Other worlds with thin atmospheres include Pluto, Neptune’s moon Triton or Jupiter’s moon Io. Pluto’s 10 to 20 microbar nitrogen atmosphere is anticipated to have very calm winds. NASA mission planners want to arrive at Pluto while the atmosphere is still seasonally unfrozen.
Pluto’s only moon, Charon, was discovered only in 1978. Charon is unusual in that it is the largest moon with respect to its primary planet in the Solar System (a distinction once held by Earth’s Moon). Some prefer to think of Pluto/Charon as a double planet rather than a planet and a moon. Its surface seems to be covered with water ice.
"We’ve designed the mission, the spacecraft and the instruments, and we’re ready to start cutting metal," says New Horizons Project Manager Thomas Coughlin, of the Applied Physics Laboratory (APL), Laurel, Md. "This is the time in a mission when things really start rolling toward launch. We have less than three years to go and there is a lot to do between now and then – and we’re excited to get moving on it."
|Artist’s rendition of Kuiper belt.|
Credit: David Jewitt
Dr. Alan Stern, director of the Southwest Research Institute’s Department of Space Studies in Boulder, Colo., is the mission’s principal investigator and leads an unprecedented science effort. "This is exploration at its greatest, as only the U.S. space program can do," Stern says. "New Horizons will reconnoiter the great, unexplored ‘third zone’ of our solar system and make a historic flyby of the outermost known planet."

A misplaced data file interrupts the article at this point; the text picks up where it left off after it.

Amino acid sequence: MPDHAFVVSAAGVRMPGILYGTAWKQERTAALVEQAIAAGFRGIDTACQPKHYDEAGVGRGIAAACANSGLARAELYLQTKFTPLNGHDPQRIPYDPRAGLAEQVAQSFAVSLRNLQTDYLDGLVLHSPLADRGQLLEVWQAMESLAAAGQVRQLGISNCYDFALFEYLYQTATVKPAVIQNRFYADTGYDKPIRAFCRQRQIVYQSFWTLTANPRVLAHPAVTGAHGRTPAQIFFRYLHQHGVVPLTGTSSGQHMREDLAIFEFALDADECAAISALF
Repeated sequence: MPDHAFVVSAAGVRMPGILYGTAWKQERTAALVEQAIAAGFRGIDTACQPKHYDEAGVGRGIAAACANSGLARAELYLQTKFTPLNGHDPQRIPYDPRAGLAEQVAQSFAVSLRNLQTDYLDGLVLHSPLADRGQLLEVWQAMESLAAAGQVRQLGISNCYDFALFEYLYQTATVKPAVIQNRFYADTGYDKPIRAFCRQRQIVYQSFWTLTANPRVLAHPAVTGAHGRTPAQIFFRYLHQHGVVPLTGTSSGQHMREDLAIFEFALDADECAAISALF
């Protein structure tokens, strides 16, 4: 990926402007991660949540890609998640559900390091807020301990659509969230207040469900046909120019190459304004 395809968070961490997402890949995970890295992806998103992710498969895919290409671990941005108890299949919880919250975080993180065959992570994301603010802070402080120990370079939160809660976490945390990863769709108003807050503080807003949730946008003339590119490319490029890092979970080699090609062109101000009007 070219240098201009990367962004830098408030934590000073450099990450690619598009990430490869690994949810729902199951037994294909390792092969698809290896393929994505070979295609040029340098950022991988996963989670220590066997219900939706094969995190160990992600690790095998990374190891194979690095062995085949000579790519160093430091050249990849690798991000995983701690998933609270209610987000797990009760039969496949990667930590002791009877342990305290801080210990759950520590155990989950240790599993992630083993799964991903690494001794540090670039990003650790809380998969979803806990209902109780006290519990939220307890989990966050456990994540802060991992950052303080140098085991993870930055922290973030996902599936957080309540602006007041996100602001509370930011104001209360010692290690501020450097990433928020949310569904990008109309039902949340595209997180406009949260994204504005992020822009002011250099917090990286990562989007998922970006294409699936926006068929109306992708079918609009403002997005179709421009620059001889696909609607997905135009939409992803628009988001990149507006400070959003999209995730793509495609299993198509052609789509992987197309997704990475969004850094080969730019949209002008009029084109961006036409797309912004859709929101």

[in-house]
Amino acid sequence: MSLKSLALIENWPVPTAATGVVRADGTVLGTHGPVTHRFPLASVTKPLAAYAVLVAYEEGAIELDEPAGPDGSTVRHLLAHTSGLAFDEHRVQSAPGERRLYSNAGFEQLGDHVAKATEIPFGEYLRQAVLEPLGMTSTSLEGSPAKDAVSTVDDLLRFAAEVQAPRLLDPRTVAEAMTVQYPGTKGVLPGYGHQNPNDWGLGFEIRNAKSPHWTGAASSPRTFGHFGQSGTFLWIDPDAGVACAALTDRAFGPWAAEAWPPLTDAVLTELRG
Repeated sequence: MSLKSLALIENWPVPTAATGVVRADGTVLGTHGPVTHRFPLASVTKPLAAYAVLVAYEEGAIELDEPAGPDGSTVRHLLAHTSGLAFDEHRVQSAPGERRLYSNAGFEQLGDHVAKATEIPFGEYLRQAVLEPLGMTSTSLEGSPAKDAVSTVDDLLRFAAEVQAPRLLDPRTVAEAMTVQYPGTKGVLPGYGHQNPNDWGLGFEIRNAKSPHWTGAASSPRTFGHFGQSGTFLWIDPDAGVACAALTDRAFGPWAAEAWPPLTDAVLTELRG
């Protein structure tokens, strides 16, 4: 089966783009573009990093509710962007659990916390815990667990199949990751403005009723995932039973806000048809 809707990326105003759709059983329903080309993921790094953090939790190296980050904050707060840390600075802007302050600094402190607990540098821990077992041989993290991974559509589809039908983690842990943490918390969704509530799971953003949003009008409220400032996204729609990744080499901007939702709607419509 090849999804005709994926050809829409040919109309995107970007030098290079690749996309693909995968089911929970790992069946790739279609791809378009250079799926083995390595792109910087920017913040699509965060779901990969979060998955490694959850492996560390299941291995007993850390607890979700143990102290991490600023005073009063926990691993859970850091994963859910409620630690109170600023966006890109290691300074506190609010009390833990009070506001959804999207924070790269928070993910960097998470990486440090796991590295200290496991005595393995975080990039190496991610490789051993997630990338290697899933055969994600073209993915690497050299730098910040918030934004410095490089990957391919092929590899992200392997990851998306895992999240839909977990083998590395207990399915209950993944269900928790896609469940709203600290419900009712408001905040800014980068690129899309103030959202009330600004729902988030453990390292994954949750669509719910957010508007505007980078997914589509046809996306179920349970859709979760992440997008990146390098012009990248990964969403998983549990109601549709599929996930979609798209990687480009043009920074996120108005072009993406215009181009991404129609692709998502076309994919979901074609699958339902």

NASA tapped the APL-SwRI team to conduct its Pluto-Kuiper Belt mission in November 2001, and preliminary design work began in January 2002.
"The systems and instruments have all been on the drawing board and we’ve gone over many details," says David Kusnierkiewicz, New Horizons mission systems engineer at APL. "Now we’ve honed in on specific designs and we’re ready to start putting systems and instruments together."
Assembly has already started on New Horizons’ scientific instruments and the team will begin fabricating parts of the spacecraft’s structure next month. Baseline plans for the New Horizons mission include use of a radioisotope thermoelectric generator (RTG), which could supply over 200 watts of electrical power for the spacecraft. The mission’s next major milestone is a critical design review in early August; if that goes as expected, spacecraft integration and testing would begin in May 2004.
At the Ends of the Solar System